- There is no need to maintain Baselines and Baseline groups anymore;
Desired state in edit mode (Cluster > Updates > Image > Edit)
2 – Export and import desired state
Exporting and then importing baselines was missing so far. Now we added export of cluster’s desired state in a JSON file, which can easily be edited manually.
Note that all the components from the JSON file must be present in the depot of the vCenter Server it is being imported into, otherwise import will fail. This is why there is a possibility for a cluster’s image to be exported as an offline bundle – for importing into vLCM depot. There is also a third way of exporting – as a bootable ISO that could be imported in the VUM depot and used in baselines.
Exported desired state as an JSON file (Cluster > Updates > Image > Export)
3 – Recommended Images and Hardware Compatibility
The vSphere Lifecycle Manager can recommend images among the ones available in its depot, that are based on the latest ESXi major or minor release.
Recommended Images (Cluster > Updates > Image > View recommended images)
Recommended images are first validated for missing dependencies or conflicting components.
Previously, recommending ESXi images was available only for VSAN clusters, while now they are generally available. However, for vSAN clusters, the validation also runs a hardware compatibility check against the vSAN Hardware Compatibility List – a list with I/O devices certified for use with different vSphere releases.
Hardware Compatibility checks can also be triggered and viewed in details separately.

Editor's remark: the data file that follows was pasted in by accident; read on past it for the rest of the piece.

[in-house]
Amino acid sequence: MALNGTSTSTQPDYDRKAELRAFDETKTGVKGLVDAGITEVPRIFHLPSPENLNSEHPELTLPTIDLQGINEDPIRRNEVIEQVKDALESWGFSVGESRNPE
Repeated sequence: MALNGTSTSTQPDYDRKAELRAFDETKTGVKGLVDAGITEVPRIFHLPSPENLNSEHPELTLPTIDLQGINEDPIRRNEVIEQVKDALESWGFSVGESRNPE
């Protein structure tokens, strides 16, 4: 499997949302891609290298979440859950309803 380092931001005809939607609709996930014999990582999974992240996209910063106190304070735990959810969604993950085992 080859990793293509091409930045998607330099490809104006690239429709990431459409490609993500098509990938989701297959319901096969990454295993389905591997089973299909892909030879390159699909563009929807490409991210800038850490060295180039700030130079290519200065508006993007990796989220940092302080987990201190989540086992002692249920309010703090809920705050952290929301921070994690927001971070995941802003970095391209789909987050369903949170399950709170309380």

Hardware Compatibility (Cluster > Updates > Hardware Compatibility)
4 – Overriding depot and settings on cluster level
The global remediation settings can be overridden on the cluster level. In this case, the cluster ones can be compared with global ones and, if needed, reset the settings back to default (e.g. to global ones).
View overridden settings on cluster level (Cluster > Updates > Image > Image Compliance > View settings)
Depots can also be overridden on the cluster level. This is useful for example for clusters in Remote Office and Branch Office (ROBO) deployments that can be setup to download data from a local depot instead of globally defined vCenter depots. If depots are overridden, global depots are not used for the cluster.
View overridden settings on cluster level (Cluster > Updates > Image > Image Compliance > Manage depot overrides)
5 – Better monitoring of Precheck / Remediation
The vSphere Lifecycle Manager provides real-time monitoring of cluster/host precheck and remediation tasks with the ability to cancel it. So far this was possible through Recent Tasks pane; here however we show detailed information at a convenient place.
Monitoring of precheck task
The last results of the precheck and remediation tasks are stored and can be accessed any time later.
Last precheck result (Cluster > Updates > Image > Image Compliance > Last pre-check results)
This list is not exhaustive nor elaborate – we will follow up with more posts on this topic.